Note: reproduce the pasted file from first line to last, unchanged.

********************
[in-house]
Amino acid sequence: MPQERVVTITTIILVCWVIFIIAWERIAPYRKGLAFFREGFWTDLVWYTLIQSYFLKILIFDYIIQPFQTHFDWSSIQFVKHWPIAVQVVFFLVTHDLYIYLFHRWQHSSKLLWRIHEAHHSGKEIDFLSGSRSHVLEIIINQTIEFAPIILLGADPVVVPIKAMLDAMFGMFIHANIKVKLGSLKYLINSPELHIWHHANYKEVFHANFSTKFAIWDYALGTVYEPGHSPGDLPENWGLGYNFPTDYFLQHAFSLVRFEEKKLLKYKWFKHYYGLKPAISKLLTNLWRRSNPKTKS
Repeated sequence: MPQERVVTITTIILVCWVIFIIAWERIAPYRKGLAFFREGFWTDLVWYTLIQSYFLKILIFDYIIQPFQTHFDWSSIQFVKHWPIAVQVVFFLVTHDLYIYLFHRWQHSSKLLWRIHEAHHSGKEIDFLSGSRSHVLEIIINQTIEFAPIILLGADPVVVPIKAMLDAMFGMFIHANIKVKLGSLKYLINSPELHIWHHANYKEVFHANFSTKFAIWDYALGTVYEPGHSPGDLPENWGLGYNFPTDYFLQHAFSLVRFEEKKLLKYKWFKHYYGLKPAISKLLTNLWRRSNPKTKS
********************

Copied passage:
[in-house]
Amino acid sequence: MPQERVVTITTIILVCWVIFIIAWERIAPYRKGLAFFREGFWTDLVWYTLIQSYFLKILIFDYIIQPFQTHFDWSSIQFVKHWPIAVQVVFFLVTHDLYIYLFHRWQHSSKLLWRIHEAHHSGKEIDFLSGSRSHVLEIIINQTIEFAPIILLGADPVVVPIKAMLDAMFGMFIHANIKVKLGSLKYLINSPELHIWHHANYKEVFHANFSTKFAIWDYALGTVYEPGHSPGDLPENWGLGYNFPTDYFLQHAFSLVRFEEKKLLKYKWFKHYYGLKPAISKLLTNLWRRSNPKTKS
Repeated sequence: MPQERVVTITTIILVCWVIFIIAWERIAPYRKGLAFFREGFWTDLVWYTLIQSYFLKILIFDYIIQPFQTHFDWSSIQFVKHWPIAVQVVFFLVTHDLYIYLFHRWQHSSKLLWRIHEAHHSGKEIDFLSGSRSHVLEIIINQTIEFAPIILLGADPVVVPIKAMLDAMFGMFIHANIKVKLGSLKYLINSPELHIWHHANYKEVFHANFSTKFAIWDYALGTVYEPGHSPGDLPENWGLGYNFPTDYFLQHAFSLVRFEEKKLLKYKWFKHYYGLKPAISKLLTNLWRRSNPKTKS